What financial information am I obligated to disclose?

The Family Law Rules contain the requirement as to full and frank disclosure of financial information that is necessary in property and maintenance proceedings. The parties involved in the case must provide all information that is relevant. Such obligation is ongoing and if such financials change from the initial stages of disclosure during the course of the case then the party must provide updated data to the other party.

discloseWhy disclose?

The reason for such rules is the underlying issue of fairness. One party must not be disadvantaged by deceit of the other party. Each party must be able to understand the financial position of the other party of parties to the case. There must be no issue that one party will take advantage of the other.

Categories of Disclosure

The Family Law Rules identify 3 categories of disclosure:

  • Financial Circumstances
  • Production of documents
  • Answering specific questions that may be required

Financial Circumstances

The financial circumstances may include:

  • Earnings
  • Any interest in property even if owned by an entity such as a trust, a partnership, a company or a joint venture business or other commercial activity
  • Financial resources
  • An interest of which the person or a child or a spouse or a de facto partner is an eligible beneficiary as to the capital or the income of such entity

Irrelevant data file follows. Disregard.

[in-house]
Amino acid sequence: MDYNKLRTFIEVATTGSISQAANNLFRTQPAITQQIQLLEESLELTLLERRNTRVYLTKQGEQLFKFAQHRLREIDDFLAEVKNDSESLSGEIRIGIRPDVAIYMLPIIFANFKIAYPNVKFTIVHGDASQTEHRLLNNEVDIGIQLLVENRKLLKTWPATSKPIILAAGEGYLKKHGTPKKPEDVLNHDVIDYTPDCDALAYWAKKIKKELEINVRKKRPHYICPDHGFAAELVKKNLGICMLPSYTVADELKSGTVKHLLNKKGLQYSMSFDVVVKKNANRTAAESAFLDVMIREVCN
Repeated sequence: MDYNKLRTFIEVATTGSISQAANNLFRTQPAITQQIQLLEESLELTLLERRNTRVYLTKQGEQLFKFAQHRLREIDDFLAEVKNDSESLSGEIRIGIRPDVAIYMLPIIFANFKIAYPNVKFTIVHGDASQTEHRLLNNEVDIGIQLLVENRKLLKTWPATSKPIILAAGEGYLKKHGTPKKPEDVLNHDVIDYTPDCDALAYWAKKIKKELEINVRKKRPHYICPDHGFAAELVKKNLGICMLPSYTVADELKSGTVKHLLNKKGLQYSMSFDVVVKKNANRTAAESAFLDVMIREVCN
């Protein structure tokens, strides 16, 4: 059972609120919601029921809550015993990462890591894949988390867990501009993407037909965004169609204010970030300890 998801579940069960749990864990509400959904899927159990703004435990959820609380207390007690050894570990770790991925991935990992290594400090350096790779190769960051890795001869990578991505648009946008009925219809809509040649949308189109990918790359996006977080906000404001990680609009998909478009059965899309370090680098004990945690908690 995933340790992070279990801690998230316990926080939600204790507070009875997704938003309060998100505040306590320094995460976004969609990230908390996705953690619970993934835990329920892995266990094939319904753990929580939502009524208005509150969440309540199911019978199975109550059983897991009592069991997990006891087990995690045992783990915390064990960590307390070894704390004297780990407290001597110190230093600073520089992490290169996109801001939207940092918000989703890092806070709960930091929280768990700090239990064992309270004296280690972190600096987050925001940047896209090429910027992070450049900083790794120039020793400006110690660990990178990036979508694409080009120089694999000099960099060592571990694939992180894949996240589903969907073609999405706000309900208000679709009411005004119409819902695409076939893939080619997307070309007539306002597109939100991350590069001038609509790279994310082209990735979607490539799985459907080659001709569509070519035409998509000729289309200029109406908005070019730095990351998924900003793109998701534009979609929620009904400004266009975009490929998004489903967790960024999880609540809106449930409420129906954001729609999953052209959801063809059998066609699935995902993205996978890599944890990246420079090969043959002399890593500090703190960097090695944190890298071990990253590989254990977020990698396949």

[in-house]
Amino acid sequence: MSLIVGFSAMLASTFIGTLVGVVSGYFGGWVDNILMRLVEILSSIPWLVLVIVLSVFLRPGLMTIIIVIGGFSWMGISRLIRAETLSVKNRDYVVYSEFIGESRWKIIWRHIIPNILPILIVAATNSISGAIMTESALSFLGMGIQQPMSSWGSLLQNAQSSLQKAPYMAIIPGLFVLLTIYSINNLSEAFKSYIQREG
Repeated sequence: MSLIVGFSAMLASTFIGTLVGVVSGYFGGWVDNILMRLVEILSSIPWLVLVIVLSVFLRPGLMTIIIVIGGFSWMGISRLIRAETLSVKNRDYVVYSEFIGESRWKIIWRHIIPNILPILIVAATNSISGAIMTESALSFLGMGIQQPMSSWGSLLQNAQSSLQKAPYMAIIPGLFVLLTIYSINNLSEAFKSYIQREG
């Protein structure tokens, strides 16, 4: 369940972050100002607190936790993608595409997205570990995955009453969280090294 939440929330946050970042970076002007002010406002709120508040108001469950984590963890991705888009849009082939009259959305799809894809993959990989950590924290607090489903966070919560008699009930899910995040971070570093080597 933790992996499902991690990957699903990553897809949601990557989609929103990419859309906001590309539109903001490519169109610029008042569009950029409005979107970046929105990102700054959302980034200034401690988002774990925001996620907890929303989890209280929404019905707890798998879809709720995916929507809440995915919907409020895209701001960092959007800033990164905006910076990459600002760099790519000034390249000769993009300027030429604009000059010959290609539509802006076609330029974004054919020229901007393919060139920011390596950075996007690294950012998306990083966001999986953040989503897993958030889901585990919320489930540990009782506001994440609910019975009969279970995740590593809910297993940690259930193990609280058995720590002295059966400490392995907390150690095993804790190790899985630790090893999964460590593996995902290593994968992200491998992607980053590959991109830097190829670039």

• If a party has any direct or indirect power or control over such property or income stream
  • If a party has disposed of property such as by sale, transfer, assignment or gift without the consent of the other party
  • If the property existed in the 12 months immediately before the separation of the parties
  • If the property was acquired since the separation of the parties

Duty to disclose documents

The duty of disclosure applies to each document that:

  • Is or has been in the possession or under the control of the party required to make the disclosure
  • Is relevant to an issue in the case

What happens if there is a failure to disclose?

Failure to make such disclosure as is required can produce the following possible outcomes:

  • The document cannot be used in the court proceedings without the consent of the other party or the court
  • The party failing to make this disclosure may be found guilty of contempt of court and subject to punishment such as receiving a goal sentence
  • The party who has failed to make the disclosure may be required to pay legal costs of the party to whom the disclosure should have been made
  • The court may make orders that could include dismissal of the case of the party who has failed to make the disclosure

Final word

Do not fail to produce documents and financial information as is required. It is far easier to achieve an outcome in a quick and decisive manner without incurring unnecessary legal costs and causing delays once you play by the rules.
With modern technology and forensic analysis of the balance sheets it is often a relatively simple task to issue a subpoena to a taxation office or a bank, whether in Australia or overseas, to arrange production of material.

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